This is where semantics get dicey, because sharing ‘tips’ is much more benign than using a word like ‘cheat’—AND who’s to say what constitutes same? As Michael Carter says, it’s THEIR time they’re playing with!

    I remember way back in the ‘Freddie Fish’ days when I’d watch kids try to open new knowledge paths and literally ‘shut down’ in exasperation until a peer would help out and lend a ‘go here’ aid…it was interesting watching the friendships form and the trust based on insights, sociologically that seemed to ‘cement’ OFFline for the random act of kindness ONline…

    Again, that stuff doesn’t make the news…I guess in some ways, ‘knowledge is power’ tends to apply universally, whether it’s how to serve a volleyball offline, or how to access a cool way to do something online…

    I like the ‘positive’ aspects of rewarding good behavior via back-end engineering, which is why I want to play with this in knowledge gain in virtual worlds (e.g. see if we can shift mindshare towards ‘helping’ behaviors/rewards vs. hindering in “I’ve got mine, you don’t nannybooboo competitive mode)

    About to post about this ‘self-policing’ aspect of how online communities band together to ‘stick up’ for one another in the culture in-game, based on ‘Asuka Martin’s experience in TSL when her ‘virtual goods’ were being pilfered…More soon…
    A.

  7. The mention of VMK in relation to this topic is very apt. Talk about community; that was an extremely strong one, supported in large part by some excellent forums outside the game. (And I would argue that impartial forums help create the strongest communities.)

    In addition to questions of ethics, game goals in general were frequently a topic of debate, and many members had strong feelings about the “right” and “wrong” way to play. This is not surprising when you consider that intentionally or not, the game encouraged acquisition, and this did not always bring out the best in player behavior.

    But the other side of the coin is the willingness of community members to share quest answers so that special items could be obtained by players who would miss out otherwise. Since the main rewards of the game were virtual objects, rather than levels of achievement through specific in-game skills, there was a feeling that that this type of help benefited everyone, especially young children who had difficulty completing some of the quests. Unfortunately, the game developers never saw eye to eye with the community on this issue, although there was little they could do other than deliver a few stern sermons about “cheating” on the game’s news page. (There was frequently tension between what individual forums felt they had the right to do, and what the Disney game’s representatives wished them to do.)

    In addition to the posting of universal codes and spoilers, the sharing of virtual wealth directly was very common. I believe this was an instinctive reaction on the part of the community, to help balance out the “envy of the kingdom” aspect of the game.

    Lessons for kids?

    1. A game is a form of entertainment, as opposed to a school assignment or test, and you have a choice as to how much time you’re willing to invest in it.

    2. There is a difference between hacking to obtain items or scamming other players, and sharing/using information that helps everyone win.

    3. In the end, it is a personal decision.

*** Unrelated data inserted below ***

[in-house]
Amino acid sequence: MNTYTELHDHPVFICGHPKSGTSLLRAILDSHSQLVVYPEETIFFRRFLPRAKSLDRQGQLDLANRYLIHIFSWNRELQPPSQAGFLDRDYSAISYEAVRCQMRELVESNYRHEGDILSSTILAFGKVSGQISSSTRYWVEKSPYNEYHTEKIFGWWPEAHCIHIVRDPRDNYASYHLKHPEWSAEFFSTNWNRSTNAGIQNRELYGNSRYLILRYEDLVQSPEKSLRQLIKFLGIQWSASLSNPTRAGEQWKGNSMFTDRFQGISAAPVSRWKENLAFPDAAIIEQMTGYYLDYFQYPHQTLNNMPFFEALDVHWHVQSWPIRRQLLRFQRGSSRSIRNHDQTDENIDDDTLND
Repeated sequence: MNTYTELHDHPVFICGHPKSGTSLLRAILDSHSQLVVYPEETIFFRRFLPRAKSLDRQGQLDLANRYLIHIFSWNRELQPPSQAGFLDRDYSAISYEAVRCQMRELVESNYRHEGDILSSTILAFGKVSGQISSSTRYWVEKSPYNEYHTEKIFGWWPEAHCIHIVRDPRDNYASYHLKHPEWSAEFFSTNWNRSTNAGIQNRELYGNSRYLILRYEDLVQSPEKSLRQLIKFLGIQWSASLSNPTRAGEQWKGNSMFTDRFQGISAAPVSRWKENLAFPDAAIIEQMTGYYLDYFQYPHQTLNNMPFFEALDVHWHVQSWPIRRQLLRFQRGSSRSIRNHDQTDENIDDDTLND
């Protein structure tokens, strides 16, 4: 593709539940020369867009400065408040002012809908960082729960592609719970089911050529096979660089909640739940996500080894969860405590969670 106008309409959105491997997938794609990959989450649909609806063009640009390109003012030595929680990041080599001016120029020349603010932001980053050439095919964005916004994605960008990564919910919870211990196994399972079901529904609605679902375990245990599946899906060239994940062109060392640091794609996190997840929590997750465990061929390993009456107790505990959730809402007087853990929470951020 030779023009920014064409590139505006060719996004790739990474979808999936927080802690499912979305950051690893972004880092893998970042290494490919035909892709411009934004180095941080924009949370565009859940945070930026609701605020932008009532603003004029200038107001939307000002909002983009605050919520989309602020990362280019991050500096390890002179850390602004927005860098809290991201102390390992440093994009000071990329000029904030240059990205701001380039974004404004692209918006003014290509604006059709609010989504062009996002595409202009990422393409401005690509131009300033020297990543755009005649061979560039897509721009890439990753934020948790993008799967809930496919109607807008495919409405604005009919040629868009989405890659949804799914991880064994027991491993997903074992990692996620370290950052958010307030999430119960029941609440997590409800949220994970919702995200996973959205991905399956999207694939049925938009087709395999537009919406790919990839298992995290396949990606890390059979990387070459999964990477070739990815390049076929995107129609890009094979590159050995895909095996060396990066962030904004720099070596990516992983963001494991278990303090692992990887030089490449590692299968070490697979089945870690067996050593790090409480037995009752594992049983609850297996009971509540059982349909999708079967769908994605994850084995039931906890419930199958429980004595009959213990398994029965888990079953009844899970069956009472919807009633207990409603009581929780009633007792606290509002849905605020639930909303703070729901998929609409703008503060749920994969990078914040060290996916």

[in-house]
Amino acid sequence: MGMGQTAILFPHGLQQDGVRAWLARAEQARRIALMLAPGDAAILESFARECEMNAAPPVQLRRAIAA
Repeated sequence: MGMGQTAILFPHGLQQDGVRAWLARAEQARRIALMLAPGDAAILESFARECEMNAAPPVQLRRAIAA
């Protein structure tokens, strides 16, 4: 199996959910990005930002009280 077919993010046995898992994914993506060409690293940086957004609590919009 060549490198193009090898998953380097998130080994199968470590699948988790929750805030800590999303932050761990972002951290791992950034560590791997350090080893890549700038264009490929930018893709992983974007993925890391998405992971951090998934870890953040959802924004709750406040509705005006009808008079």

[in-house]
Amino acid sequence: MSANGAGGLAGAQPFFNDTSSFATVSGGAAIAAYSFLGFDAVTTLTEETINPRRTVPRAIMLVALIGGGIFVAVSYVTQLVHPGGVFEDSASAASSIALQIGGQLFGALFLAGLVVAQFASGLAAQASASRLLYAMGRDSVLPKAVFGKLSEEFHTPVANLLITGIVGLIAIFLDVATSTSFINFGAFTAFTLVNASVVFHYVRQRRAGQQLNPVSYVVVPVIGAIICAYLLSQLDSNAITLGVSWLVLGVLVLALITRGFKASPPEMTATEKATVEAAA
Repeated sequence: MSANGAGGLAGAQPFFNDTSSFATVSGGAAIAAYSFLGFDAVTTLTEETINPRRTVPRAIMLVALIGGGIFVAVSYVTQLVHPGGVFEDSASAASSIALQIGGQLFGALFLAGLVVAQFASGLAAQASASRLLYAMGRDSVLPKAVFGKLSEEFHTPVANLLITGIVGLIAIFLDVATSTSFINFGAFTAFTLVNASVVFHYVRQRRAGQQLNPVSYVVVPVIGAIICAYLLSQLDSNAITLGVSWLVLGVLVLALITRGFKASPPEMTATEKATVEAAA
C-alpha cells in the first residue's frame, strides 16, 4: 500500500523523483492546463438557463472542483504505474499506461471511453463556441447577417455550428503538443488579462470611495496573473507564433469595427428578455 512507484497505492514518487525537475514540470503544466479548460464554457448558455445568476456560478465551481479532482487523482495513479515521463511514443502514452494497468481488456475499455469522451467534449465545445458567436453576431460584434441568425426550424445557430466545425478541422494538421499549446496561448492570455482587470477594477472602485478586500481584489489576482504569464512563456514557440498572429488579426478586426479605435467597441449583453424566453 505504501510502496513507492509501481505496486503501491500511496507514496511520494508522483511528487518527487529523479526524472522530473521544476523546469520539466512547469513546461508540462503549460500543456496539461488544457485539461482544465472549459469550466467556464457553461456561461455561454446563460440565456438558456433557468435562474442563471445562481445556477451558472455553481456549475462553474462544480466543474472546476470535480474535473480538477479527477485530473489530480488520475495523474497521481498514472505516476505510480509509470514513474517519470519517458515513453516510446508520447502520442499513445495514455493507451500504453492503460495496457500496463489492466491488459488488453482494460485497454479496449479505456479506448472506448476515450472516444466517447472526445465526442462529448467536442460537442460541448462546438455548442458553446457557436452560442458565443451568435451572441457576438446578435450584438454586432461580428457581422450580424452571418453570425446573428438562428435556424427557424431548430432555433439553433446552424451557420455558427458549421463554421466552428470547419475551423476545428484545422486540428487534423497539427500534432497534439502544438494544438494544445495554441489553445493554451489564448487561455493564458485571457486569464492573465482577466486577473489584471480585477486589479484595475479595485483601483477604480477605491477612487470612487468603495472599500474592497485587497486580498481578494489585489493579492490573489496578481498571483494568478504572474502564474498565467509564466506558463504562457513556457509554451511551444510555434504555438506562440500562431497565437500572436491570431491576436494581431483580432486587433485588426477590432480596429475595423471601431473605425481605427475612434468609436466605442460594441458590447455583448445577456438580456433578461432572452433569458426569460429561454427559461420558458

Lessons for game developers?

    See above.

    In a game community, cooperation is going to be a fact of life. Encouraging individual effort is fine, but trying to control what players do with answers to in-game challenges goes beyond the responsibility of producers, programmers and moderators.

  8. Ah, Barbara…FABULOUS comment. Witnessed one and the same in the VMK community, with my avid god-daughter playing and sharing info with me from afar (she’s in L.A./O.C. and kept me in the loop on everything from her being ‘conned’ out of something to her own desire to share ‘pieces of a submarine puzzle only available via the new Little Mermaid ride in the park itself’, so she stocked up on ’em to share w/her VMK friends.

    When I asked her whether that was ‘legal’ she said, ‘I live here, they don’t, how else are they gonna get the piece? Some of my best friends are in Maine, and I want them to be able to play too!’

    As you say, that’s a ‘good’ side of the ethics piece, the converse of exclusivity/envy of the kingdom dynamics!

    Thanks for the comment, appreciate you taking the time, please come back and visit us! πŸ™‚

  9. Video Gamer says:

    “Teens are learning how to thwart this kind of behavior using social engineering, a value in itself…And overall, it’s a matter of requiring finesse to learn the ‘language’ of the culture within each gaming world if you’re going to play there at all.”

    No truer words have ever been spoken about online gaming. If there is one thing that will help you “fit in” online it’s; knowing the local language(it’s different for almost every game.) And like you said it can help to deter people whose only goal is to annoy or harass others.

  10. Thanks, VG, for the warm-n-fuzzies. I DO believe same…We need to balance the neg and pos. elements of all new media, with analysis that’s open to learning from all avenues…

    Have you seen the recent Virtual Worlds Special on the TechWeek U.K. Guardian Podcast? “This week we explore how virtual worlds can influence the decisions made by politicians and policy makers. We also look at the growing number of children’s virtual worlds…etc.”

    Here’s the link:

    http://www.guardian.co.uk/technology/audio/2008/jul/23/tech.weekly.podcast?utm_source=PEM+Mailing+List&utm_campaign=3953262d69-PEM+News+July%2FAugust+2008&utm_medium=email

    Lisa from Parents for Ethical Marketing is interviewed on there too…

  11. I agree with the above post. Personally I cannot understand why you would not want to make an effort in this regard anyway. Only the other day, at work we had exactly the same conversation and came to a similar closing

  12. It does make me wonder some times what kind of person would do this type of thing knowing full well its wrong
    Alex recently posted..Super Mario CrossoverMy Profile

  13. AWSOME!!!

Speak Your Mind

*

CommentLuv badge